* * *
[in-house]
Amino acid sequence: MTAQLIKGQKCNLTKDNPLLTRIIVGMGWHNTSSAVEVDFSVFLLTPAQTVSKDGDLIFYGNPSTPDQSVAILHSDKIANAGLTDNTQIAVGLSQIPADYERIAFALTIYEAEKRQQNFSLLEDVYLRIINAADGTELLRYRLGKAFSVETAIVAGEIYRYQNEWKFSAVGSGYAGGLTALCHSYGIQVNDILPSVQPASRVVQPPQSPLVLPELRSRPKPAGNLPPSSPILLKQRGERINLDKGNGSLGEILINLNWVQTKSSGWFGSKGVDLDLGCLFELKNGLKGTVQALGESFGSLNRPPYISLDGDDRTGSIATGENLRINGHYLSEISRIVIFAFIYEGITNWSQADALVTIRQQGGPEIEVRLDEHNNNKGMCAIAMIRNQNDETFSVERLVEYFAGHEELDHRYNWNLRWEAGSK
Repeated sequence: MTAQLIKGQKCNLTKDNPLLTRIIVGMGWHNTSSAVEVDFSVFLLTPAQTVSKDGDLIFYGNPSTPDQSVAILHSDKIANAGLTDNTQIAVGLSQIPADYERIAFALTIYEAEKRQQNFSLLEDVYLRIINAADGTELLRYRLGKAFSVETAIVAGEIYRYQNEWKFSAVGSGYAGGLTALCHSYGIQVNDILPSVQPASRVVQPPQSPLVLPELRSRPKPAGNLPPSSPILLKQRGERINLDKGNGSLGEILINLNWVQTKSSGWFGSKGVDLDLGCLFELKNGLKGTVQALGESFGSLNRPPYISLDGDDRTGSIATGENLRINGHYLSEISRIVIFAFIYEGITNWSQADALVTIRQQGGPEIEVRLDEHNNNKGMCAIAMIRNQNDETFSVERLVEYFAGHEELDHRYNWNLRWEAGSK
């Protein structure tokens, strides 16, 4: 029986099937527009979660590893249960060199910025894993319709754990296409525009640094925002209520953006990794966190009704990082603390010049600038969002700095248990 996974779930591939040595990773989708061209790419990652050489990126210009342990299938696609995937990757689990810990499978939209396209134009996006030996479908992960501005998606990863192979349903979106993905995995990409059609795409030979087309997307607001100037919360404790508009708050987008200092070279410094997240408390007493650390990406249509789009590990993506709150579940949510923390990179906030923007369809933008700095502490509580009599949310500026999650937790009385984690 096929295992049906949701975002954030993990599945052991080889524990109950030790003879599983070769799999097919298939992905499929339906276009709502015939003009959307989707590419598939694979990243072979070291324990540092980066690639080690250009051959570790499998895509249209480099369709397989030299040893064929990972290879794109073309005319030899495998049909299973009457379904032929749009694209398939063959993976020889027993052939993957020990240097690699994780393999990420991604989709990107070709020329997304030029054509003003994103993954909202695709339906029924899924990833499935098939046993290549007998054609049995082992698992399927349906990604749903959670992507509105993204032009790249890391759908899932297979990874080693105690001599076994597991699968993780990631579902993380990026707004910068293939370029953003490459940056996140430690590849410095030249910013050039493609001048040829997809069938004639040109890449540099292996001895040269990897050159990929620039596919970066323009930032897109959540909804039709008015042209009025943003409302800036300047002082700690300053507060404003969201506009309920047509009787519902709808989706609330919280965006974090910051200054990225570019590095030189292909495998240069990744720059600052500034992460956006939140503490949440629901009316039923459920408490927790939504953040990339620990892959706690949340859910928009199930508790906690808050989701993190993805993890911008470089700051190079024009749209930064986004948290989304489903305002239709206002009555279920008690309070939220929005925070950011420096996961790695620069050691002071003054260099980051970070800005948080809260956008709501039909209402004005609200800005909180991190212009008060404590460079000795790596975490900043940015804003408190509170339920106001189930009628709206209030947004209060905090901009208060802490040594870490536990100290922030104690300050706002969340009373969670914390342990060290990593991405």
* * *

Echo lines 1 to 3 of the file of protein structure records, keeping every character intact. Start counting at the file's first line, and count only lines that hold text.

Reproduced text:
[in-house]
Amino acid sequence: MTAQLIKGQKCNLTKDNPLLTRIIVGMGWHNTSSAVEVDFSVFLLTPAQTVSKDGDLIFYGNPSTPDQSVAILHSDKIANAGLTDNTQIAVGLSQIPADYERIAFALTIYEAEKRQQNFSLLEDVYLRIINAADGTELLRYRLGKAFSVETAIVAGEIYRYQNEWKFSAVGSGYAGGLTALCHSYGIQVNDILPSVQPASRVVQPPQSPLVLPELRSRPKPAGNLPPSSPILLKQRGERINLDKGNGSLGEILINLNWVQTKSSGWFGSKGVDLDLGCLFELKNGLKGTVQALGESFGSLNRPPYISLDGDDRTGSIATGENLRINGHYLSEISRIVIFAFIYEGITNWSQADALVTIRQQGGPEIEVRLDEHNNNKGMCAIAMIRNQNDETFSVERLVEYFAGHEELDHRYNWNLRWEAGSK
Repeated sequence: MTAQLIKGQKCNLTKDNPLLTRIIVGMGWHNTSSAVEVDFSVFLLTPAQTVSKDGDLIFYGNPSTPDQSVAILHSDKIANAGLTDNTQIAVGLSQIPADYERIAFALTIYEAEKRQQNFSLLEDVYLRIINAADGTELLRYRLGKAFSVETAIVAGEIYRYQNEWKFSAVGSGYAGGLTALCHSYGIQVNDILPSVQPASRVVQPPQSPLVLPELRSRPKPAGNLPPSSPILLKQRGERINLDKGNGSLGEILINLNWVQTKSSGWFGSKGVDLDLGCLFELKNGLKGTVQALGESFGSLNRPPYISLDGDDRTGSIATGENLRINGHYLSEISRIVIFAFIYEGITNWSQADALVTIRQQGGPEIEVRLDEHNNNKGMCAIAMIRNQNDETFSVERLVEYFAGHEELDHRYNWNLRWEAGSK